The balance sheets of banks from the mena region show that a majority of their loans have maturities of one year or less, which indicates a lack of transformation in these banks’ financing activities.
Capital adequacy ratios (cars) in the GCC banking sector—where the percentage of direct state ownership is the lowest—were in the range of 18 to 20 per cent in 2003. These ratios were impacted by the 2008 financial crisis, but in a limited way, leaving them closer to the level of 15 to 17 per cent. Some countries were affected more than others; in particular the uae’s banking system was hit the hardest in relative terms, with the CAR decreasing from 18 to 12 per cent. While this is a significant decrease (a 35 to 40 per cent deterioration of the ratio is a very significant impact by any standards), a 12 per cent ratio remains very high compared to ratios observed in OECD countries (Khamis, 2010).
The total inventory of credit to the private sector in mena countries represents a mere 50 per cent of gdp, while in OECD member states as a whole this ratio reaches 150 per cent of gdp. This is an indication of the significant difference in the role of credit in mena. Although banks seem to have an important share in the economies of the region, they do not perform with the same ratios as those observed in OECD countries, delivering on average one year maturity loans—a figure that is 2.5 times lower than in OECD countries. This is low leverage given the high capital adequacy ratios they maintain. Moreover, the relatively high number of state-owned banks should discount the banking sector’s share in mena credit activity.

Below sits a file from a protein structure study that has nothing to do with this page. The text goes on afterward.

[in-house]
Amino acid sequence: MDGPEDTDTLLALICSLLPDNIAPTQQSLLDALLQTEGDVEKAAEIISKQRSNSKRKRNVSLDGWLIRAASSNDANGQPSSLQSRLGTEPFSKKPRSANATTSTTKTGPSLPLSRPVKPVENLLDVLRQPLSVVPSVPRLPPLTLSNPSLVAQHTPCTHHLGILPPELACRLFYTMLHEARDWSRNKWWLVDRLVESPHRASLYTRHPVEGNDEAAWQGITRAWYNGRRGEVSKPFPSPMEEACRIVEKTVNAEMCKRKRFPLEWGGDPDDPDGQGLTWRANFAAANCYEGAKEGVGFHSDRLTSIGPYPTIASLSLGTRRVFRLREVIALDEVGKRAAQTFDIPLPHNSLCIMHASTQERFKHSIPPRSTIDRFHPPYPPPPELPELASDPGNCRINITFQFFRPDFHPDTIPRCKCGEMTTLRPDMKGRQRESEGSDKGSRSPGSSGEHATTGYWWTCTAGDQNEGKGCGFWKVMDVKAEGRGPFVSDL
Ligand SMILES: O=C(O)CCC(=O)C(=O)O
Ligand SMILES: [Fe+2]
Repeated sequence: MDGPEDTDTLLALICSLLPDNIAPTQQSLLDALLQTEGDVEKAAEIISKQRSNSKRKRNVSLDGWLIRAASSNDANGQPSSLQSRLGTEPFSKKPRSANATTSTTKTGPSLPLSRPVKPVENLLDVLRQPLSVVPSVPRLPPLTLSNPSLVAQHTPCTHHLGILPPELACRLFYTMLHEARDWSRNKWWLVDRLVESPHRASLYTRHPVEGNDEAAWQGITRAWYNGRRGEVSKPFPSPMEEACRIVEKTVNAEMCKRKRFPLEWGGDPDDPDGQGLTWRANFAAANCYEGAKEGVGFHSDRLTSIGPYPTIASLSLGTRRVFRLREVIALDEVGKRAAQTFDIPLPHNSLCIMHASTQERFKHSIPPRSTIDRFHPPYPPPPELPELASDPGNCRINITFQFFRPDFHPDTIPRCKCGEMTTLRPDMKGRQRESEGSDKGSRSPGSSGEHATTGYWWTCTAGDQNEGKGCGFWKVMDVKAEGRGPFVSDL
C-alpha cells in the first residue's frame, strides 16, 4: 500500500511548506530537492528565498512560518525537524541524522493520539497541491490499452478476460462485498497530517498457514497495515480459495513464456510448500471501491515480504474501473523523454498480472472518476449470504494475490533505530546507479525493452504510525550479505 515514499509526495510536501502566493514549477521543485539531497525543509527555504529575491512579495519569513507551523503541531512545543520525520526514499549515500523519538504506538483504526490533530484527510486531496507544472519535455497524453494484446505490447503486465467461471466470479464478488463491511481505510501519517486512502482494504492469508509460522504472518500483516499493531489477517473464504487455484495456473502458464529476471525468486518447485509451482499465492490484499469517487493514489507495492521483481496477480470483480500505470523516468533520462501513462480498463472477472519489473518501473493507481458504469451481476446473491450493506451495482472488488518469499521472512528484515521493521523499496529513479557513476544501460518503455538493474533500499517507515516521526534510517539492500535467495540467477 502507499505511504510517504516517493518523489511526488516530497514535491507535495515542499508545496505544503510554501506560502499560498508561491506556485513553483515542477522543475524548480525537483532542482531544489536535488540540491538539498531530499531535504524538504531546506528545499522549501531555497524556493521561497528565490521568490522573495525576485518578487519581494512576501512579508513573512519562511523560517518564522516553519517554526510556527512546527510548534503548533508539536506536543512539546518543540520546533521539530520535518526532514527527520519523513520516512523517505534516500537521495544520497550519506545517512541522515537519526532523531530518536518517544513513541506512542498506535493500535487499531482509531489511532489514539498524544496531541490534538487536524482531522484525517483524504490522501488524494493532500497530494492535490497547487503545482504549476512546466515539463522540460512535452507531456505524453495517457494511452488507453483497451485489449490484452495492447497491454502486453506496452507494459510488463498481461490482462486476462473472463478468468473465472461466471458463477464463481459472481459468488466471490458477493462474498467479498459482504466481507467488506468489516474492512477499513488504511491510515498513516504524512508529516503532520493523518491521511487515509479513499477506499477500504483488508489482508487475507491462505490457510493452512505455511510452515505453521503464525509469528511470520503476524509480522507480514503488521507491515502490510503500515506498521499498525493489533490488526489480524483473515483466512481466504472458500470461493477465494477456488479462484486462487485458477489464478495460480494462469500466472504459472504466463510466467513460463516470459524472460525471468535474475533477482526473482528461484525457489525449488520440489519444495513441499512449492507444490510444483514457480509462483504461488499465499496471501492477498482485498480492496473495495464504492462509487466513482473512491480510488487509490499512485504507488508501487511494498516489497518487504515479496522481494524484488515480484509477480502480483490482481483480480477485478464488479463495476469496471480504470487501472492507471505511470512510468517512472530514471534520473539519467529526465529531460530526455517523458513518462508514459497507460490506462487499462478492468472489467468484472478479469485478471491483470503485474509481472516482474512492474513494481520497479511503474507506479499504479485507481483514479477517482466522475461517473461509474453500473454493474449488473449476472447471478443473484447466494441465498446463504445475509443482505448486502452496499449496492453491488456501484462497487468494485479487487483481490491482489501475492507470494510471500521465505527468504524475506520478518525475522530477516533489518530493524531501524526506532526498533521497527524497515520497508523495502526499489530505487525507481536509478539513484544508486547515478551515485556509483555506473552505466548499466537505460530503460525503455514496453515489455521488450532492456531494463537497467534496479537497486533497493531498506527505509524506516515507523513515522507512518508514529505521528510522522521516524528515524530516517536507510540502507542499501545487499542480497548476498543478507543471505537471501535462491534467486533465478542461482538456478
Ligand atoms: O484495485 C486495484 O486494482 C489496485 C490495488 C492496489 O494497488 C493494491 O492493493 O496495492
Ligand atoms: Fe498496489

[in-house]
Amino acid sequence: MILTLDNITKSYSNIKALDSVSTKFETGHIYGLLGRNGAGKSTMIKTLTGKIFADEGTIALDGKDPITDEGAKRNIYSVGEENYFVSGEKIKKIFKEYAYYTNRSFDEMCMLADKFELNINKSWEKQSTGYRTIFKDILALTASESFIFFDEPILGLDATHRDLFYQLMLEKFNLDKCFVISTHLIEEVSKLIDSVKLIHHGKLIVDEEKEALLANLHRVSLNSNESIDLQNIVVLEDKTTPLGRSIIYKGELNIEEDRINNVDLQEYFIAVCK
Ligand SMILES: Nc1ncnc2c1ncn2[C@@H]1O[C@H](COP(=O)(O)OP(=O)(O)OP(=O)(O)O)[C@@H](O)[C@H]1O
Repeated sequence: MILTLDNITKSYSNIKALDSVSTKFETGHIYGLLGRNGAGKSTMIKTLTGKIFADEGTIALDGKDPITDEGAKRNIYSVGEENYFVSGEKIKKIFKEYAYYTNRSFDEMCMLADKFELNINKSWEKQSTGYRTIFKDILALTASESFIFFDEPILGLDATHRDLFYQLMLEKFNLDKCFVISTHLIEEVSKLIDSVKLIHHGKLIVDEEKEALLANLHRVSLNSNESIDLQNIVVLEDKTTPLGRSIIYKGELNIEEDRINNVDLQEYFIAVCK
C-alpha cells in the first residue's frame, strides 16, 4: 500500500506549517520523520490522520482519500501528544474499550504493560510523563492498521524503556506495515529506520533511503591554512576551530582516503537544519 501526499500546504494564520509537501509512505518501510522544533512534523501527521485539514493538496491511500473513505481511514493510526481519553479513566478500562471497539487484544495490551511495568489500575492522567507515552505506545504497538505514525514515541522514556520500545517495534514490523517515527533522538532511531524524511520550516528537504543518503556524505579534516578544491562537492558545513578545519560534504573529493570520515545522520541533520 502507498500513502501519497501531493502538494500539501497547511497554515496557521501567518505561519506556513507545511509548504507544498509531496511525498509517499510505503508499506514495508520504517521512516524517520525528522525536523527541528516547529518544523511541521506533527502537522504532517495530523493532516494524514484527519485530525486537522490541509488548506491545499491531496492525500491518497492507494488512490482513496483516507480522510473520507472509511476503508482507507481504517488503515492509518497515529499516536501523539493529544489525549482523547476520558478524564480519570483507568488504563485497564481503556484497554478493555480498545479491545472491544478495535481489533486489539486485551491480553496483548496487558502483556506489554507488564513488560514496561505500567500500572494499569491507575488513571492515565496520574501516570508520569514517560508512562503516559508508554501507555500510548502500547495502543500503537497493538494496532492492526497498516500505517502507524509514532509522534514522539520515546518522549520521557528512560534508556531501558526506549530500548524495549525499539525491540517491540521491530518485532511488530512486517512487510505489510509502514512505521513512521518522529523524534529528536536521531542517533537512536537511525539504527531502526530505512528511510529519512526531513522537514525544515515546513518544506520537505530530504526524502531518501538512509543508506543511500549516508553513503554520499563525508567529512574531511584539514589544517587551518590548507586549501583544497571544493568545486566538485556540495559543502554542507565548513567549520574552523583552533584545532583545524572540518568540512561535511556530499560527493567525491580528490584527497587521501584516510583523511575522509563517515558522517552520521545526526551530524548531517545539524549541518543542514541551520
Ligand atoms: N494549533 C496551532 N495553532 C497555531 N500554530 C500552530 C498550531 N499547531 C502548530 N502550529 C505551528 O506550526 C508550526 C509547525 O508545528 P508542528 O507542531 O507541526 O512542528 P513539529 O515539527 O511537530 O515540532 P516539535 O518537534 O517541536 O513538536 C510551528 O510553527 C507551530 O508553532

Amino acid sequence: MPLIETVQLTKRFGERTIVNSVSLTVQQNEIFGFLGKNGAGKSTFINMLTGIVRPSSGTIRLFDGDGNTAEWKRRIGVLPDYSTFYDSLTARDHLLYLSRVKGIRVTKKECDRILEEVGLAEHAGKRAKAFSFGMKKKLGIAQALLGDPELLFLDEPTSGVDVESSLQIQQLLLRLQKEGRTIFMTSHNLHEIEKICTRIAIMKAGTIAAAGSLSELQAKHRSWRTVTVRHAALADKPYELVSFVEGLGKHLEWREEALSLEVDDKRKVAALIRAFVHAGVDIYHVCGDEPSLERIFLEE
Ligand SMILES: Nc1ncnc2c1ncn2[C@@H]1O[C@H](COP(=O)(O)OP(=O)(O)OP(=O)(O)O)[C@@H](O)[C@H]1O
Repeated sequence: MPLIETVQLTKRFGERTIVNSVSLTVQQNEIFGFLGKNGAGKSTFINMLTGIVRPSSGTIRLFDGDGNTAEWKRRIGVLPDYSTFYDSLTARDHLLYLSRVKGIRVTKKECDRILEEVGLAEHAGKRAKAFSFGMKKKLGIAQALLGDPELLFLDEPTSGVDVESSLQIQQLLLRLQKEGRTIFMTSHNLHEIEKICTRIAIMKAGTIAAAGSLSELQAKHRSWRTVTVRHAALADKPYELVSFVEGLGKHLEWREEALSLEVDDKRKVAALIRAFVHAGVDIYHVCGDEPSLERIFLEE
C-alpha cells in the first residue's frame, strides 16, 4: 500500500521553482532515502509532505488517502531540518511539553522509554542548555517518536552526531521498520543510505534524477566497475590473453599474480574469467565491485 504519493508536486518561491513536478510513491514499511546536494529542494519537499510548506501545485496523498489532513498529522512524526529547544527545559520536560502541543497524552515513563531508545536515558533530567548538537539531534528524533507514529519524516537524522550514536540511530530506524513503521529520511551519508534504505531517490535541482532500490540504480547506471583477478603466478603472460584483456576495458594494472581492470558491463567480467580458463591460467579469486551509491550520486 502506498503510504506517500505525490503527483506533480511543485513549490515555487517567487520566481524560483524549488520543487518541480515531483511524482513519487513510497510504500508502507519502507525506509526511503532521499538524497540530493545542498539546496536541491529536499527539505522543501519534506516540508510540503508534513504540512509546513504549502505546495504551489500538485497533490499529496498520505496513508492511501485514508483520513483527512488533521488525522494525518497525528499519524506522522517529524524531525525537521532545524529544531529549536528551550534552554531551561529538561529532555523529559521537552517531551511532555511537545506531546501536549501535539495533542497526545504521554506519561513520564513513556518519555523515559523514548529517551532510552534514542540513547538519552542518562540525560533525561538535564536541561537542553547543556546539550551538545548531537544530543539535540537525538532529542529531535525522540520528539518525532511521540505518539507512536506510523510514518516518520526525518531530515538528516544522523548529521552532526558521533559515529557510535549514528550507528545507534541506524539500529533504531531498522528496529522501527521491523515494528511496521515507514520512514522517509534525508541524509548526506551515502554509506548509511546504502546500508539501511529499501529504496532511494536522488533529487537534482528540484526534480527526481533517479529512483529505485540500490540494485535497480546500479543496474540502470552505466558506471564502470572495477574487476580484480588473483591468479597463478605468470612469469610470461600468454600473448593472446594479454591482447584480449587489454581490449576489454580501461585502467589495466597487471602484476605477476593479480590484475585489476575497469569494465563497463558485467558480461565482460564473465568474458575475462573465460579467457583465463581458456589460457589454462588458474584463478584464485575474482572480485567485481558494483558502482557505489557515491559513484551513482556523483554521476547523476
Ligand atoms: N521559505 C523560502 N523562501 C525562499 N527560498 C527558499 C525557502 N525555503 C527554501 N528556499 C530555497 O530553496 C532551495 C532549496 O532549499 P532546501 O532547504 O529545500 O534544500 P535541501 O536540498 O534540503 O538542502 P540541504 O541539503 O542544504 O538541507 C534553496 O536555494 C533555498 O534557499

Such low performance leads to exclusion. A study carried out by the World Bank Financial Access Group in 2010 (cgap, 2010) shows that small and medium-sized companies in OECD countries receive close to 27 per cent of total loans, while the figure is only 7.6 per cent for mena countries. The study also shows that in OECD countries the number of bank accounts per 1,000 adults is 2,300, of which 750 are loan accounts—an indicator of access to the credit pool available in the economy. This compares with only 750 accounts per 1,000 adults in mena, of which only around 100 are loan accounts. Another study, carried out by the imf in 2007, shows—if any additional proof were needed—that in the us approximately 90 per cent of the population has access to financial services; in Europe this figure is about 75 per cent; and in mena countries only about 30 per cent.
All these elements show that banks in mena are highly capitalised, meaning that their potential to deliver credit is much higher than their actual contribution. Additionally, the credit they provide is very short term. This is partly a result of limited access to risk assessment tools, the absence or poor reliability of data that would allow a robust credit scoring system, and the difficulty of accessing a set of enforceable guarantees that would allow them to project credit risk visibility towards longer average maturities for their loans.